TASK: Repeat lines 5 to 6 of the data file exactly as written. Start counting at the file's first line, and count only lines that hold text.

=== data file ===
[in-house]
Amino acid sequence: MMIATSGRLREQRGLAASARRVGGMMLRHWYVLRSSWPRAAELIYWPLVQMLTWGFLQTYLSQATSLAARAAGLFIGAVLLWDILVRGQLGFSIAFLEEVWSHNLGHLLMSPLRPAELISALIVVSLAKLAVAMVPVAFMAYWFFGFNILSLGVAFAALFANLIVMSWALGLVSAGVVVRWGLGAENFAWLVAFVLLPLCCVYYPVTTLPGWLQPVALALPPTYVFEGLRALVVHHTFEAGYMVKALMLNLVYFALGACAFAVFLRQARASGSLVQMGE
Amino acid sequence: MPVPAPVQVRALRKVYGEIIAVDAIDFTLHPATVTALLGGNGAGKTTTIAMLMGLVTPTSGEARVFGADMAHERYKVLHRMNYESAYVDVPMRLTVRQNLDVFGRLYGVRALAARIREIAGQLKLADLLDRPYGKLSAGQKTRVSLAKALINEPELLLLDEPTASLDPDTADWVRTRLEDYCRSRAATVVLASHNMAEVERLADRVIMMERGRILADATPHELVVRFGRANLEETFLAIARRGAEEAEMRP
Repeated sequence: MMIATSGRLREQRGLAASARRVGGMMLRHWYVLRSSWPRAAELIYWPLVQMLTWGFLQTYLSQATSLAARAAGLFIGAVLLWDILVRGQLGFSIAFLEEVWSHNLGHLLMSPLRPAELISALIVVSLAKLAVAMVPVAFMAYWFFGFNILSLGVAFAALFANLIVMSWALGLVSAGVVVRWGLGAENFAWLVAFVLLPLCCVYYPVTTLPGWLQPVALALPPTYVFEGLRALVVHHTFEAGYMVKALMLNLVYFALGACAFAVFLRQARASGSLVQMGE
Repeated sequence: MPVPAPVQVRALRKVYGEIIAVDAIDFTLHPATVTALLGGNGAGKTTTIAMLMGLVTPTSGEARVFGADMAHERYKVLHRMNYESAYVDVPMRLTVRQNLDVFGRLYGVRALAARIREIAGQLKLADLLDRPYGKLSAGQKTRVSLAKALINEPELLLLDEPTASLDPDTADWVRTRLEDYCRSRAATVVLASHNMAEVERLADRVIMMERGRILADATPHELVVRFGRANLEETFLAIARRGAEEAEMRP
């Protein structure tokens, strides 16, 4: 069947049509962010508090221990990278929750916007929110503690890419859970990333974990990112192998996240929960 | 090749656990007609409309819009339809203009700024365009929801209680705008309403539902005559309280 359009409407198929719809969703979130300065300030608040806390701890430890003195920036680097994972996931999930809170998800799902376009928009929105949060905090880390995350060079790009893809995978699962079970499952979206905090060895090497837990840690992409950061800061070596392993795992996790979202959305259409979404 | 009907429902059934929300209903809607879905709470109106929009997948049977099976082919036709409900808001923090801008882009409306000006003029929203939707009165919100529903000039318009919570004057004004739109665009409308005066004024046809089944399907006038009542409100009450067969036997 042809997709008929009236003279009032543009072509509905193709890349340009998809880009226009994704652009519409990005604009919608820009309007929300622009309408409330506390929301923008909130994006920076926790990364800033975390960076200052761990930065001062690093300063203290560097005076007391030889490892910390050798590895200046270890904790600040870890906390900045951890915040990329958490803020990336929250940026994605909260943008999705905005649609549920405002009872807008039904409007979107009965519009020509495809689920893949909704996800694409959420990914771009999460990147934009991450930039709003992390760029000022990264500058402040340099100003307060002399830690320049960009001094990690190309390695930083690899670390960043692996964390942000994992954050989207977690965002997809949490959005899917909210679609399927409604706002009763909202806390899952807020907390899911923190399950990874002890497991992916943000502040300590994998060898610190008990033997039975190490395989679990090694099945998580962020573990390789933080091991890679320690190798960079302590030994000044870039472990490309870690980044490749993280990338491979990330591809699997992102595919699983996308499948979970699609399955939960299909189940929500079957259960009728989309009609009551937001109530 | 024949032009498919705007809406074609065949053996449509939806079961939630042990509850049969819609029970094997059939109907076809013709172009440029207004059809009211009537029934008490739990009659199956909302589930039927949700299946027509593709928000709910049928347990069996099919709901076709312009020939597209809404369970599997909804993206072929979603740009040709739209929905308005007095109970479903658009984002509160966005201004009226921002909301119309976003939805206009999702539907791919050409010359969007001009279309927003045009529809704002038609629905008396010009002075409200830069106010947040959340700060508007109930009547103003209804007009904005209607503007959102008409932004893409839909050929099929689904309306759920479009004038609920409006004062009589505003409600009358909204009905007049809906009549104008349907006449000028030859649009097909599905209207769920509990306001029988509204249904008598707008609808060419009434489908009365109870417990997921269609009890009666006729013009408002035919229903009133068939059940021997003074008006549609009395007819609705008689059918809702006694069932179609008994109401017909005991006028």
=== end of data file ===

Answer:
Repeated sequence: MPVPAPVQVRALRKVYGEIIAVDAIDFTLHPATVTALLGGNGAGKTTTIAMLMGLVTPTSGEARVFGADMAHERYKVLHRMNYESAYVDVPMRLTVRQNLDVFGRLYGVRALAARIREIAGQLKLADLLDRPYGKLSAGQKTRVSLAKALINEPELLLLDEPTASLDPDTADWVRTRLEDYCRSRAATVVLASHNMAEVERLADRVIMMERGRILADATPHELVVRFGRANLEETFLAIARRGAEEAEMRP
């Protein structure tokens, strides 16, 4: 069947049509962010508090221990990278929750916007929110503690890419859970990333974990990112192998996240929960 | 090749656990007609409309819009339809203009700024365009929801209680705008309403539902005559309280 359009409407198929719809969703979130300065300030608040806390701890430890003195920036680097994972996931999930809170998800799902376009928009929105949060905090880390995350060079790009893809995978699962079970499952979206905090060895090497837990840690992409950061800061070596392993795992996790979202959305259409979404 | 009907429902059934929300209903809607879905709470109106929009997948049977099976082919036709409900808001923090801008882009409306000006003029929203939707009165919100529903000039318009919570004057004004739109665009409308005066004024046809089944399907006038009542409100009450067969036997 042809997709008929009236003279009032543009072509509905193709890349340009998809880009226009994704652009519409990005604009919608820009309007929300622009309408409330506390929301923008909130994006920076926790990364800033975390960076200052761990930065001062690093300063203290560097005076007391030889490892910390050798590895200046270890904790600040870890906390900045951890915040990329958490803020990336929250940026994605909260943008999705905005649609549920405002009872807008039904409007979107009965519009020509495809689920893949909704996800694409959420990914771009999460990147934009991450930039709003992390760029000022990264500058402040340099100003307060002399830690320049960009001094990690190309390695930083690899670390960043692996964390942000994992954050989207977690965002997809949490959005899917909210679609399927409604706002009763909202806390899952807020907390899911923190399950990874002890497991992916943000502040300590994998060898610190008990033997039975190490395989679990090694099945998580962020573990390789933080091991890679320690190798960079302590030994000044870039472990490309870690980044490749993280990338491979990330591809699997992102595919699983996308499948979970699609399955939960299909189940929500079957259960009728989309009609009551937001109530 | 024949032009498919705007809406074609065949053996449509939806079961939630042990509850049969819609029970094997059939109907076809013709172009440029207004059809009211009537029934008490739990009659199956909302589930039927949700299946027509593709928000709910049928347990069996099919709901076709312009020939597209809404369970599997909804993206072929979603740009040709739209929905308005007095109970479903658009984002509160966005201004009226921002909301119309976003939805206009999702539907791919050409010359969007001009279309927003045009529809704002038609629905008396010009002075409200830069106010947040959340700060508007109930009547103003209804007009904005209607503007959102008409932004893409839909050929099929689904309306759920479009004038609920409006004062009589505003409600009358909204009905007049809906009549104008349907006449000028030859649009097909599905209207769920509990306001029988509204249904008598707008609808060419009434489908009365109870417990997921269609009890009666006729013009408002035919229903009133068939059940021997003074008006549609009395007819609705008689059918809702006694069932179609008994109401017909005991006028």